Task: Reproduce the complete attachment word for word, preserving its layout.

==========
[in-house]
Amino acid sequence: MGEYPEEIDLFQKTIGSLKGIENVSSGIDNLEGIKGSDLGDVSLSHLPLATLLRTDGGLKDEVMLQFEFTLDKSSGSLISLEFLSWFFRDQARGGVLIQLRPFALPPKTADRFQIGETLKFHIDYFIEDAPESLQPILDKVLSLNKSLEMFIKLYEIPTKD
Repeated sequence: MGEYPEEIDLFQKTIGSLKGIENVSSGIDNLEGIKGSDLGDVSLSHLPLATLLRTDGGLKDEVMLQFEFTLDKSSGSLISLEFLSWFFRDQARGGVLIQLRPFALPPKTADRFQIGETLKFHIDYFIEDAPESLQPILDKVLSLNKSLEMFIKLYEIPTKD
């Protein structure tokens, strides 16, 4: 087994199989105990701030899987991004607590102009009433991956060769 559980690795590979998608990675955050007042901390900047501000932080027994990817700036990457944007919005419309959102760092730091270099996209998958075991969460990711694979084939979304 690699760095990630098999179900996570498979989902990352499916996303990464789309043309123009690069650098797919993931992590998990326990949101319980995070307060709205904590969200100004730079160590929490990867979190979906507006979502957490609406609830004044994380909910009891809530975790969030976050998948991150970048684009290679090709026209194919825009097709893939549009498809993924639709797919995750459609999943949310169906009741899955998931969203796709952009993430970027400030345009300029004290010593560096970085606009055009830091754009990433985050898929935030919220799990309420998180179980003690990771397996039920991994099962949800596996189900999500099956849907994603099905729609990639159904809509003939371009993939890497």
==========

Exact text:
[in-house]
Amino acid sequence: MGEYPEEIDLFQKTIGSLKGIENVSSGIDNLEGIKGSDLGDVSLSHLPLATLLRTDGGLKDEVMLQFEFTLDKSSGSLISLEFLSWFFRDQARGGVLIQLRPFALPPKTADRFQIGETLKFHIDYFIEDAPESLQPILDKVLSLNKSLEMFIKLYEIPTKD
Repeated sequence: MGEYPEEIDLFQKTIGSLKGIENVSSGIDNLEGIKGSDLGDVSLSHLPLATLLRTDGGLKDEVMLQFEFTLDKSSGSLISLEFLSWFFRDQARGGVLIQLRPFALPPKTADRFQIGETLKFHIDYFIEDAPESLQPILDKVLSLNKSLEMFIKLYEIPTKD
């Protein structure tokens, strides 16, 4: 087994199989105990701030899987991004607590102009009433991956060769 559980690795590979998608990675955050007042901390900047501000932080027994990817700036990457944007919005419309959102760092730091270099996209998958075991969460990711694979084939979304 690699760095990630098999179900996570498979989902990352499916996303990464789309043309123009690069650098797919993931992590998990326990949101319980995070307060709205904590969200100004730079160590929490990867979190979906507006979502957490609406609830004044994380909910009891809530975790969030976050998948991150970048684009290679090709026209194919825009097709893939549009498809993924639709797919995750459609999943949310169906009741899955998931969203796709952009993430970027400030345009300029004290010593560096970085606009055009830091754009990433985050898929935030919220799990309420998180179980003690990771397996039920991994099962949800596996189900999500099956849907994603099905729609990639159904809509003939371009993939890497």